# What is the relation between a policy which is the solution to a MDP and a policy like $\epsilon$-greedy?

In the context of reinforcement learning, a policy, $$\pi$$, is often defined as a function from the space of states, $$\mathcal{S}$$, to the space of actions, $$\mathcal{A}$$, that is, $$\pi : \mathcal{S} \rightarrow \mathcal{A}$$. This function is the "solution" to a problem, which is represented as a Markov decision process (MDP), so we often say that $$\pi$$ is a solution to the MDP. In general, we want to find the optimal policy $$\pi^*$$ for each MDP $$\mathcal{M}$$, that is, for each MDP $$\mathcal{M}$$, we want to find the policy which would make the agent behave optimality (that is, obtain the highest "cumulative future discounted reward", or, in short, the highest "return").

It is often the case that, in RL algorithms, e.g. Q-learning, people often mention "policies" like $$\epsilon$$-greedy, greedy, soft-max, etc., without ever mentioning that these policies are or not solutions to some MDP. It seems to me that these are two different types of policies: for example, the "greedy policy" always chooses the action with the highest expected return, no matter which state we are in; similarly, for the "$$\epsilon$$-greedy policy"; on the other hand, a policy which is a solution to a MDP is a map between states and actions.

What is then the relation between a policy which is the solution to a MDP and a policy like $$\epsilon$$-greedy? Is a policy like $$\epsilon$$-greedy a solution to any MDP? How can we formalise a policy like $$\epsilon$$-greedy in a similar way that I formalised a policy which is the solution to a MDP?

I understand that "$$\epsilon$$-greedy" can be called a policy, because, in fact, in algorithms like Q-learning, they are used to select actions (i.e. they allow the agent to behave), and this is the fundamental definition of a policy.

for example, the "greedy policy" always chooses the action with the highest expected return, no matter which state we are in

The "no matter which state we are in" there is generally not true; in general, the expected return depends on the state we are in and the action we choose, not just the action.

In general, I wouldn't say that a policy is a mapping from states to actions, but a mapping from states to probability distributions over actions. That would only be equivalent to a mapping from states to actions for deterministic policies, not for stochastic policies.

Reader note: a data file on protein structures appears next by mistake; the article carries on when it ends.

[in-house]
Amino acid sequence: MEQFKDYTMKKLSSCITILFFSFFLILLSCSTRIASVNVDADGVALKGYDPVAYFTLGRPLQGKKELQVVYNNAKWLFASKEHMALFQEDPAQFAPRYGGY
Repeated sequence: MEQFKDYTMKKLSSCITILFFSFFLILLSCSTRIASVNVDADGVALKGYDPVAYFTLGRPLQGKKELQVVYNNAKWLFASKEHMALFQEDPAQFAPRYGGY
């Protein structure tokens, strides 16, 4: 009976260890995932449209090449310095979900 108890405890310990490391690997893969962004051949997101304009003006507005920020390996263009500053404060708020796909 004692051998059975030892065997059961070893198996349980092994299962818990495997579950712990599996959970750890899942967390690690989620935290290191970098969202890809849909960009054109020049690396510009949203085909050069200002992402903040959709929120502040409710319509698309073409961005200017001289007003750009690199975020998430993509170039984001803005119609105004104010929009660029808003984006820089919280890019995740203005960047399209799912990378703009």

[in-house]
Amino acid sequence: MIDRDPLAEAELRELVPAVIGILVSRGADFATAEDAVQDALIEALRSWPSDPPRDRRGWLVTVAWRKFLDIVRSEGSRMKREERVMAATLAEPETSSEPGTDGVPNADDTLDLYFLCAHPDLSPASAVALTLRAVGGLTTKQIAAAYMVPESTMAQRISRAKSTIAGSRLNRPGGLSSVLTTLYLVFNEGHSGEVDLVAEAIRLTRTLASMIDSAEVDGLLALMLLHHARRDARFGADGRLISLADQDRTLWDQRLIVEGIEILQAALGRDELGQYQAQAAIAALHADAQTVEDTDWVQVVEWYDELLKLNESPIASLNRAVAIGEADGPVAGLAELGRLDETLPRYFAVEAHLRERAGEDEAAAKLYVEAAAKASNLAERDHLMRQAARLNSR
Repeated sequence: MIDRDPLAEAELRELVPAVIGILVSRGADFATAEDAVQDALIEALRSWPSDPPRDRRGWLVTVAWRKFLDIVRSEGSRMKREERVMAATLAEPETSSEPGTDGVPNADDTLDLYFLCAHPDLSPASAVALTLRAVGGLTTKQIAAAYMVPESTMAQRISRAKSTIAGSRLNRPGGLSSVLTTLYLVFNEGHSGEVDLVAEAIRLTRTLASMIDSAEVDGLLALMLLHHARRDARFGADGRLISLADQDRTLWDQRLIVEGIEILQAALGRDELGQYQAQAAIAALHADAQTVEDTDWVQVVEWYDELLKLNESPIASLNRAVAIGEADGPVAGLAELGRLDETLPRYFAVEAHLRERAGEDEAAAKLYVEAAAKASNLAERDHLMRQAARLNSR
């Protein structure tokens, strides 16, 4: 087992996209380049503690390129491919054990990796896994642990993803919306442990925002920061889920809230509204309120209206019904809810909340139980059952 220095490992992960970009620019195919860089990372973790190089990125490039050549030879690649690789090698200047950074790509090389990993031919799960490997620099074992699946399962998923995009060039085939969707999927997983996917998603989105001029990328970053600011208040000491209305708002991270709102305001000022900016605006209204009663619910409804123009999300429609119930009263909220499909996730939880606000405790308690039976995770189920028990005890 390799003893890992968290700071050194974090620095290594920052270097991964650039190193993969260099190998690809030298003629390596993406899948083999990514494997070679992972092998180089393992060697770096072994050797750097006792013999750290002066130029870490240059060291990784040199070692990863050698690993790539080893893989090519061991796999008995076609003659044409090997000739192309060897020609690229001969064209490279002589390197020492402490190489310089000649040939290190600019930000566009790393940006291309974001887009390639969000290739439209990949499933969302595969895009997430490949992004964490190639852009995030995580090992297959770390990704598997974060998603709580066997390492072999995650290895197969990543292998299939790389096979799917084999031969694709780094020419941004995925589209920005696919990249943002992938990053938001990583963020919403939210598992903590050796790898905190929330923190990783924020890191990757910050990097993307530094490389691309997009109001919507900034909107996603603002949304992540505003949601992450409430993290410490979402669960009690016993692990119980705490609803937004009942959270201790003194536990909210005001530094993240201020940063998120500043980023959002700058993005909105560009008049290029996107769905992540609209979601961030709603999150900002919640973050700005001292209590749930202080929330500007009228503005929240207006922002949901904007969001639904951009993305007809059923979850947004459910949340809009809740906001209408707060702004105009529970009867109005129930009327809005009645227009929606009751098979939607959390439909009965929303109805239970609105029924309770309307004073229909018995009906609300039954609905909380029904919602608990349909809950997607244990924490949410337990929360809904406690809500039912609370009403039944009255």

Assuming that our agent has access to (estimates of) value functions $$Q(s, a)$$ for state-action pairs, the greedy and $$\epsilon$$-greedy policies can be described in precisely the same way.

Let $$\pi_g (s, a)$$ denote the probability assigned to an action $$a$$ in a state $$s$$ by the greedy policy. For simplicity, I'll assume there are no ties (otherwise it would in practice be best to randomize uniformly across the actions leading to the highest values). This probability is given by:

$$\pi_g (s, a) = \begin{cases} 1, & \text{if } a = \arg\max_{a'} Q(s, a') \\ 0, & \text{otherwise} \end{cases}$$

Similarly, $$\pi_{\epsilon} (s, a)$$ could denote the probability assigned by an $$\epsilon$$-greedy strategy, with probabilities given by:

$$\pi_{\epsilon} (s, a) = \begin{cases} (1 - \epsilon) + \frac{\epsilon}{\vert \mathcal{A}(s) \vert}, & \text{if } a = \arg\max_{a'} Q(s, a') \\ \frac{\epsilon}{\vert \mathcal{A}(s) \vert}, & \text{otherwise} \end{cases}$$ where $$\vert \mathcal{A}(s) \vert$$ denotes the size of the set of legal actions in state $$s$$.

• By "the 'greedy policy' always chooses the action with the highest expected return, no matter which state we are in", I meant that, given a state where the agent is currently in, then the action that is chosen is always the one with the highest expected return from that state. No? I am more confused now, because the expected return is something associated with a state. – nbro Feb 10 at 18:03
• @nbro Sure. Which can still be interpreted as a mapping from states to probability distributions (where every probability distribution happens to have all the probability mass assigned to a single action) – Dennis Soemers Feb 10 at 18:04
• So, you're defining policies like the greedy or $\epsilon$-greedy with respect to value functions. Is this always the case? Also, you say that a policy which solves a MDP is a mapping between states and probability distribution over actions. However, AFAIK, the optimal policies are (often) deterministic. No? Can they be considered greedy? For example, the policy learned by Q-learning, which, at the end, will be a mapping from states to actions (or probability over actions?). Is the policy learned using Q-learning greedy? – nbro Feb 10 at 18:16
• @nbro Greedy and $\epsilon$-greedy policies will always have to be with respect to some sort of value function yes... but there are different ways to learn policies directly without first learning a value function as an "intermediate" step (see policy gradients). If you start to include adversarial elements in your environment, there may be cases where optimal policies are non-deterministic (think Rock-Paper-Scissors). – Dennis Soemers Feb 10 at 18:46
• Technically... I'd say $Q$-learning doesn't learn a policy at all. It learns the value function $Q^{\pi_g}$ corresponding to the greedy policy $\pi_g$ (the value function is the output of the learning algorithm, and given that value function it is trivial to derive the greedy policy with respect to those value). – Dennis Soemers Feb 10 at 18:47